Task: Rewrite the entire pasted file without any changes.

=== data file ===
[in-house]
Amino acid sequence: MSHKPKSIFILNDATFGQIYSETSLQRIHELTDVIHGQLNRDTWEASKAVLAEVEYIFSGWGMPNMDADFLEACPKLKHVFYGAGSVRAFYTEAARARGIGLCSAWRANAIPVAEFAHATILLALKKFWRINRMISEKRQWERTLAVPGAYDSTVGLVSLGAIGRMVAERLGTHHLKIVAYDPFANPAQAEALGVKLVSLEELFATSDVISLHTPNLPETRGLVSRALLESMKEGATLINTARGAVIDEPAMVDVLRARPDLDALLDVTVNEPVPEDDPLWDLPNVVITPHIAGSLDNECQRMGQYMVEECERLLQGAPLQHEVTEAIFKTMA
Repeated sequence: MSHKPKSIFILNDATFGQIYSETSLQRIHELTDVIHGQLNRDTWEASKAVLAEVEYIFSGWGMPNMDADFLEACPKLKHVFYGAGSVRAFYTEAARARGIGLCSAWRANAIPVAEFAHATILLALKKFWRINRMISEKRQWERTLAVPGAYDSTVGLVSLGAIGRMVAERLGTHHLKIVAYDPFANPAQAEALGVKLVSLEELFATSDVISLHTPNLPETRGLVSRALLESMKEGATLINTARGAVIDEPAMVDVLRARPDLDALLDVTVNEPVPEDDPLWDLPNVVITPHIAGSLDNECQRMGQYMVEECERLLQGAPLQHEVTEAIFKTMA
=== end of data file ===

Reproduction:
[in-house]
Amino acid sequence: MSHKPKSIFILNDATFGQIYSETSLQRIHELTDVIHGQLNRDTWEASKAVLAEVEYIFSGWGMPNMDADFLEACPKLKHVFYGAGSVRAFYTEAARARGIGLCSAWRANAIPVAEFAHATILLALKKFWRINRMISEKRQWERTLAVPGAYDSTVGLVSLGAIGRMVAERLGTHHLKIVAYDPFANPAQAEALGVKLVSLEELFATSDVISLHTPNLPETRGLVSRALLESMKEGATLINTARGAVIDEPAMVDVLRARPDLDALLDVTVNEPVPEDDPLWDLPNVVITPHIAGSLDNECQRMGQYMVEECERLLQGAPLQHEVTEAIFKTMA
Repeated sequence: MSHKPKSIFILNDATFGQIYSETSLQRIHELTDVIHGQLNRDTWEASKAVLAEVEYIFSGWGMPNMDADFLEACPKLKHVFYGAGSVRAFYTEAARARGIGLCSAWRANAIPVAEFAHATILLALKKFWRINRMISEKRQWERTLAVPGAYDSTVGLVSLGAIGRMVAERLGTHHLKIVAYDPFANPAQAEALGVKLVSLEELFATSDVISLHTPNLPETRGLVSRALLESMKEGATLINTARGAVIDEPAMVDVLRARPDLDALLDVTVNEPVPEDDPLWDLPNVVITPHIAGSLDNECQRMGQYMVEECERLLQGAPLQHEVTEAIFKTMA